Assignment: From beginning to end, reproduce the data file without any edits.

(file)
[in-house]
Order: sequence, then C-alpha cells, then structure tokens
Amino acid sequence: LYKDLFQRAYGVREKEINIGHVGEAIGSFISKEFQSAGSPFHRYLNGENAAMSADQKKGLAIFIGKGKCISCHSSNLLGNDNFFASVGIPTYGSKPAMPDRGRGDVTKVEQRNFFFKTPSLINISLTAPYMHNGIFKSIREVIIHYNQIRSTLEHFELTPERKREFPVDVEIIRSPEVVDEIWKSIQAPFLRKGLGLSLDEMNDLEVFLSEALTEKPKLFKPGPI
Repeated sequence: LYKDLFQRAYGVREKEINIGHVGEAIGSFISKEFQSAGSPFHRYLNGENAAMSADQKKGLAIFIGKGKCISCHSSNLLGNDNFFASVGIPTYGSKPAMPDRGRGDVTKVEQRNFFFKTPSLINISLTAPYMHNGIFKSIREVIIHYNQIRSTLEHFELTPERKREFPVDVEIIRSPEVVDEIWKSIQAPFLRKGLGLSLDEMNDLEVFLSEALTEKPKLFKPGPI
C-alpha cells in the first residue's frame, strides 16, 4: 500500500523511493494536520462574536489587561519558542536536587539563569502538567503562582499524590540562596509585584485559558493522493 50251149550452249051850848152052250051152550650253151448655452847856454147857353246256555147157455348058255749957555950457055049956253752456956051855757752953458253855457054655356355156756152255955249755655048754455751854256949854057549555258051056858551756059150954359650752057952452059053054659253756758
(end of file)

[in-house]
Order: sequence, then C-alpha cells, then structure tokens
Amino acid sequence: LYKDLFQRAYGVREKEINIGHVGEAIGSFISKEFQSAGSPFHRYLNGENAAMSADQKKGLAIFIGKGKCISCHSSNLLGNDNFFASVGIPTYGSKPAMPDRGRGDVTKVEQRNFFFKTPSLINISLTAPYMHNGIFKSIREVIIHYNQIRSTLEHFELTPERKREFPVDVEIIRSPEVVDEIWKSIQAPFLRKGLGLSLDEMNDLEVFLSEALTEKPKLFKPGPI
Repeated sequence: LYKDLFQRAYGVREKEINIGHVGEAIGSFISKEFQSAGSPFHRYLNGENAAMSADQKKGLAIFIGKGKCISCHSSNLLGNDNFFASVGIPTYGSKPAMPDRGRGDVTKVEQRNFFFKTPSLINISLTAPYMHNGIFKSIREVIIHYNQIRSTLEHFELTPERKREFPVDVEIIRSPEVVDEIWKSIQAPFLRKGLGLSLDEMNDLEVFLSEALTEKPKLFKPGPI
C-alpha cells in the first residue's frame, strides 16, 4: 500500500523511493494536520462574536489587561519558542536536587539563569502538567503562582499524590540562596509585584485559558493522493 50251149550452249051850848152052250051152550650253151448655452847856454147857353246256555147157455348058255749957555950457055049956253752456956051855757752953458253855457054655356355156756152255955249755655048754455751854256949854057549555258051056858551756059150954359650752057952452059053054659253756758